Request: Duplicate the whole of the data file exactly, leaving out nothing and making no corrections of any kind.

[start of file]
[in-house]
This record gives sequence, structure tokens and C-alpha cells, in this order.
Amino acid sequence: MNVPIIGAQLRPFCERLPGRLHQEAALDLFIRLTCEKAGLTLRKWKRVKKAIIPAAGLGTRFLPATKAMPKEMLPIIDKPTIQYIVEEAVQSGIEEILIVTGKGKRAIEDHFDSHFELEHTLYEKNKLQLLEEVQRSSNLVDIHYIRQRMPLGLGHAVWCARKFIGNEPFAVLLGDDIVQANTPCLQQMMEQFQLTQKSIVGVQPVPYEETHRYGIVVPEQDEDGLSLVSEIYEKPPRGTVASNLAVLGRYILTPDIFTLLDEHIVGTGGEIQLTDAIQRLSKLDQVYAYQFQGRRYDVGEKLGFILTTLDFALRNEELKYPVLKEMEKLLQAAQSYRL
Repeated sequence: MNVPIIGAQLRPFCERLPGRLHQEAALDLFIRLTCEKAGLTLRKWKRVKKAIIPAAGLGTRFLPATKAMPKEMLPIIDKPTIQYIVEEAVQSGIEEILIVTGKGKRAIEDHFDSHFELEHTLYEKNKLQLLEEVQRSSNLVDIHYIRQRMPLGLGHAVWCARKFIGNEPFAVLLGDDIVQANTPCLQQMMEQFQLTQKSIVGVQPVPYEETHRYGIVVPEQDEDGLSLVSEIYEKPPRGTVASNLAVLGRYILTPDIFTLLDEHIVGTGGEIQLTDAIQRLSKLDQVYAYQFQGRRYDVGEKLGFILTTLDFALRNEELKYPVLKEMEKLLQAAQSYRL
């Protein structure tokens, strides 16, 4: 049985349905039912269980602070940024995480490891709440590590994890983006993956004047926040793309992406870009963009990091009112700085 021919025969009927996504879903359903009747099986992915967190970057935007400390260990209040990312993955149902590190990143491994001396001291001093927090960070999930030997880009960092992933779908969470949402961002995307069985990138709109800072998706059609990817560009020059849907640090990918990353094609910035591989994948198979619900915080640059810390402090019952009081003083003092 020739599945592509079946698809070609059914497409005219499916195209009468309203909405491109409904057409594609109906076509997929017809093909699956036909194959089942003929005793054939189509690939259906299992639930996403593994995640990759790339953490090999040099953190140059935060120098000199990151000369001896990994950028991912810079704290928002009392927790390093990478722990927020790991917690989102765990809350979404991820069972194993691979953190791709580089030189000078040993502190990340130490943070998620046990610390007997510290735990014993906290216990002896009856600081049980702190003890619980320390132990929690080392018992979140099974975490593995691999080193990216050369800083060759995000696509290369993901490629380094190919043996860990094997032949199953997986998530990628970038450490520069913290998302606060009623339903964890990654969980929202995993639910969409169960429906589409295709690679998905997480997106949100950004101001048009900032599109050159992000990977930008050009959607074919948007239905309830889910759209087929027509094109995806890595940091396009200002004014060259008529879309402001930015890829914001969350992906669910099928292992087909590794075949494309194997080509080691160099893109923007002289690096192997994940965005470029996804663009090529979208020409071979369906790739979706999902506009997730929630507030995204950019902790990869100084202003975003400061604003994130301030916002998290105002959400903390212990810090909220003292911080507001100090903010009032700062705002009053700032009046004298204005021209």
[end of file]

[in-house]
This record gives sequence, structure tokens and C-alpha cells, in this order.
Amino acid sequence: MNVPIIGAQLRPFCERLPGRLHQEAALDLFIRLTCEKAGLTLRKWKRVKKAIIPAAGLGTRFLPATKAMPKEMLPIIDKPTIQYIVEEAVQSGIEEILIVTGKGKRAIEDHFDSHFELEHTLYEKNKLQLLEEVQRSSNLVDIHYIRQRMPLGLGHAVWCARKFIGNEPFAVLLGDDIVQANTPCLQQMMEQFQLTQKSIVGVQPVPYEETHRYGIVVPEQDEDGLSLVSEIYEKPPRGTVASNLAVLGRYILTPDIFTLLDEHIVGTGGEIQLTDAIQRLSKLDQVYAYQFQGRRYDVGEKLGFILTTLDFALRNEELKYPVLKEMEKLLQAAQSYRL
Repeated sequence: MNVPIIGAQLRPFCERLPGRLHQEAALDLFIRLTCEKAGLTLRKWKRVKKAIIPAAGLGTRFLPATKAMPKEMLPIIDKPTIQYIVEEAVQSGIEEILIVTGKGKRAIEDHFDSHFELEHTLYEKNKLQLLEEVQRSSNLVDIHYIRQRMPLGLGHAVWCARKFIGNEPFAVLLGDDIVQANTPCLQQMMEQFQLTQKSIVGVQPVPYEETHRYGIVVPEQDEDGLSLVSEIYEKPPRGTVASNLAVLGRYILTPDIFTLLDEHIVGTGGEIQLTDAIQRLSKLDQVYAYQFQGRRYDVGEKLGFILTTLDFALRNEELKYPVLKEMEKLLQAAQSYRL
């Protein structure tokens, strides 16, 4: 049985349905039912269980602070940024995480490891709440590590994890983006993956004047926040793309992406870009963009990091009112700085 021919025969009927996504879903359903009747099986992915967190970057935007400390260990209040990312993955149902590190990143491994001396001291001093927090960070999930030997880009960092992933779908969470949402961002995307069985990138709109800072998706059609990817560009020059849907640090990918990353094609910035591989994948198979619900915080640059810390402090019952009081003083003092 020739599945592509079946698809070609059914497409005219499916195209009468309203909405491109409904057409594609109906076509997929017809093909699956036909194959089942003929005793054939189509690939259906299992639930996403593994995640990759790339953490090999040099953190140059935060120098000199990151000369001896990994950028991912810079704290928002009392927790390093990478722990927020790991917690989102765990809350979404991820069972194993691979953190791709580089030189000078040993502190990340130490943070998620046990610390007997510290735990014993906290216990002896009856600081049980702190003890619980320390132990929690080392018992979140099974975490593995691999080193990216050369800083060759995000696509290369993901490629380094190919043996860990094997032949199953997986998530990628970038450490520069913290998302606060009623339903964890990654969980929202995993639910969409169960429906589409295709690679998905997480997106949100950004101001048009900032599109050159992000990977930008050009959607074919948007239905309830889910759209087929027509094109995806890595940091396009200002004014060259008529879309402001930015890829914001969350992906669910099928292992087909590794075949494309194997080509080691160099893109923007002289690096192997994940965005470029996804663009090529979208020409071979369906790739979706999902506009997730929630507030995204950019902790990869100084202003975003400061604003994130301030916002998290105002959400903390212990810090909220003292911080507001100090903010009032700062705002009053700032009046004298204005021209």